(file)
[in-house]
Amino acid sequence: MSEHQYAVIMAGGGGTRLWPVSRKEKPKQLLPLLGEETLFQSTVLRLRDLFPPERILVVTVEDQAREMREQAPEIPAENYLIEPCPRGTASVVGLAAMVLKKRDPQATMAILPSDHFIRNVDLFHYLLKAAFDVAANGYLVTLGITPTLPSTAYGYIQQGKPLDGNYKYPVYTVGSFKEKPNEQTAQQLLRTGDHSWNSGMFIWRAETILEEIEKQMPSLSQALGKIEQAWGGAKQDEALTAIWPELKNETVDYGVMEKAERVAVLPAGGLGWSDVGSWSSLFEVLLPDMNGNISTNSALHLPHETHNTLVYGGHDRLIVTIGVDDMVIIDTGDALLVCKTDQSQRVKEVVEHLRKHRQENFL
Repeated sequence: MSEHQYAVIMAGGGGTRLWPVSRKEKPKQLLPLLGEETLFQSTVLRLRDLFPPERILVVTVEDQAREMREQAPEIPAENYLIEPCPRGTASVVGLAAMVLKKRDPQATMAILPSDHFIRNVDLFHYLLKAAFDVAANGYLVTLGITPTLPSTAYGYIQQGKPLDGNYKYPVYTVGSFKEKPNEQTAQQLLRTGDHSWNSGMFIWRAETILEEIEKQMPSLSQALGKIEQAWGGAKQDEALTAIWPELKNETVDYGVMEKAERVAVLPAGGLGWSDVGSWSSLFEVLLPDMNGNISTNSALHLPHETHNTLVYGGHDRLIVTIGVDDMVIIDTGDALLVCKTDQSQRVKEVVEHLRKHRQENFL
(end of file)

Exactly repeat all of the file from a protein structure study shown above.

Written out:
[in-house]
Amino acid sequence: MSEHQYAVIMAGGGGTRLWPVSRKEKPKQLLPLLGEETLFQSTVLRLRDLFPPERILVVTVEDQAREMREQAPEIPAENYLIEPCPRGTASVVGLAAMVLKKRDPQATMAILPSDHFIRNVDLFHYLLKAAFDVAANGYLVTLGITPTLPSTAYGYIQQGKPLDGNYKYPVYTVGSFKEKPNEQTAQQLLRTGDHSWNSGMFIWRAETILEEIEKQMPSLSQALGKIEQAWGGAKQDEALTAIWPELKNETVDYGVMEKAERVAVLPAGGLGWSDVGSWSSLFEVLLPDMNGNISTNSALHLPHETHNTLVYGGHDRLIVTIGVDDMVIIDTGDALLVCKTDQSQRVKEVVEHLRKHRQENFL
Repeated sequence: MSEHQYAVIMAGGGGTRLWPVSRKEKPKQLLPLLGEETLFQSTVLRLRDLFPPERILVVTVEDQAREMREQAPEIPAENYLIEPCPRGTASVVGLAAMVLKKRDPQATMAILPSDHFIRNVDLFHYLLKAAFDVAANGYLVTLGITPTLPSTAYGYIQQGKPLDGNYKYPVYTVGSFKEKPNEQTAQQLLRTGDHSWNSGMFIWRAETILEEIEKQMPSLSQALGKIEQAWGGAKQDEALTAIWPELKNETVDYGVMEKAERVAVLPAGGLGWSDVGSWSSLFEVLLPDMNGNISTNSALHLPHETHNTLVYGGHDRLIVTIGVDDMVIIDTGDALLVCKTDQSQRVKEVVEHLRKHRQENFL